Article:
The cougar is the second-largest cat in the New World after the jaguar. It prefers habitats with dense underbrush and rocky areas for stalking, but can also live in open areas. Fatal attacks on humans are rare, but have recently been increasing in North America.
About Cougar in brief
The cougar is the second-largest cat in the New World after the jaguar. It is an ambush predator that pursues a wide variety of prey. It prefers habitats with dense underbrush and rocky areas for stalking, but can also live in open areas. Fatal attacks on humans are rare, but have recently been increasing in North America, as more people enter cougar territories, and build developments such as farms in their established territory. Intensive hunting following European colonization of the Americas, and the ongoing human development into cougar habitat, has caused the cougar populations to drop in most parts of its historical range. In 2006, the Florida panther was still referred to as a distinct subspecies. As of 2017, the Cat Classification Taskforce of the Specialist Group of Cat Families recognizes only two subspecies as valid: P. coryi and P. oryi. The cougar holds the Guinness record for the animal with the greatest number of names, with over 40 in English alone. It was placed in the genus Puma by William Jardine in 1834. The term puma is also used in the United States. In the western U.S. and Canada, it is also called \”mountain lion\”, a name first used in writing in 1858. It originated in Asia and is believed to have originated in the Felinae family, which originated in southern Asia.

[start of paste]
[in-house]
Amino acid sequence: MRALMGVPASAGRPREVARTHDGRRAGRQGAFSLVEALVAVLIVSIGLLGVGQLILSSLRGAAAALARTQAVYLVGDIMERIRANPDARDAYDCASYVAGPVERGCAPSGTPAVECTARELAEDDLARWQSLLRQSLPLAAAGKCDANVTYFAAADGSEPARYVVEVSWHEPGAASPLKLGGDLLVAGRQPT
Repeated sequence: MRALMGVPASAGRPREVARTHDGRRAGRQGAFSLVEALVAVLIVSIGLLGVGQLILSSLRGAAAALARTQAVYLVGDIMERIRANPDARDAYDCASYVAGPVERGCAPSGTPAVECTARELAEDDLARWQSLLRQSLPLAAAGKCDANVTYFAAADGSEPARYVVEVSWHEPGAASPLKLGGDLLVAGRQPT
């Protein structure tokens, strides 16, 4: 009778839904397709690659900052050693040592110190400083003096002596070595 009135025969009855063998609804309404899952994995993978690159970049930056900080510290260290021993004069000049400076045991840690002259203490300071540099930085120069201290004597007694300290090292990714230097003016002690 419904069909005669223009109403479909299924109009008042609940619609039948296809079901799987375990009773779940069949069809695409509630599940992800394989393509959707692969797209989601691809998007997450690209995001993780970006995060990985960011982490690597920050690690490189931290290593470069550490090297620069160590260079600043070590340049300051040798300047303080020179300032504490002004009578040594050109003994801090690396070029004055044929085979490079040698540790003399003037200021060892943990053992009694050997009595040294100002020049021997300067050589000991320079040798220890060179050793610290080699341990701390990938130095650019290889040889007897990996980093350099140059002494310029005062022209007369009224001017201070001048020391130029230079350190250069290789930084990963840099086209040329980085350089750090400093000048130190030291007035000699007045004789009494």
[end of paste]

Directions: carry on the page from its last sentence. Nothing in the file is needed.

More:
The word cougar was borrowed from the Portuguese çuçuarana, via French; it was originally derived from the Tupi language. The first use of puma in English dates to 1777, introduced from Spanish, and prior from the Quechua language in the 16th century, where it means “powerful’. It has many names including ‘painter’, ‘catamount’ and ‘panther,’ as well as ‘cougar’ or ‘mountain lion’ It is the most widespread of any large wild terrestrial mammal in the Western Hemisphere, occurring in most American habitat types. The North American cougar is considered to have been mostly extirpated in eastern North America in the beginning of the 20th century. It also hunts species as small as insects and rodents, and is territorial, and survives at low population densities. In late 1980, genetic analysis of cougar mitochondrial DNA indicate many of these are too similar to be recognized as distinct at a molecular level, but that only a few panther samples exist. In 2005, the Mammal Species of the World recognized the following six subspecies: In 2006: In 2005: The Florida panthers were recognized as a separate subspecies, P. coryi, and in 2007: In 2007: The panther subspecies was recognized as “P. Cougar.” It is most closely related to the jãarundi and the modern cheetah of Africa and western Asia.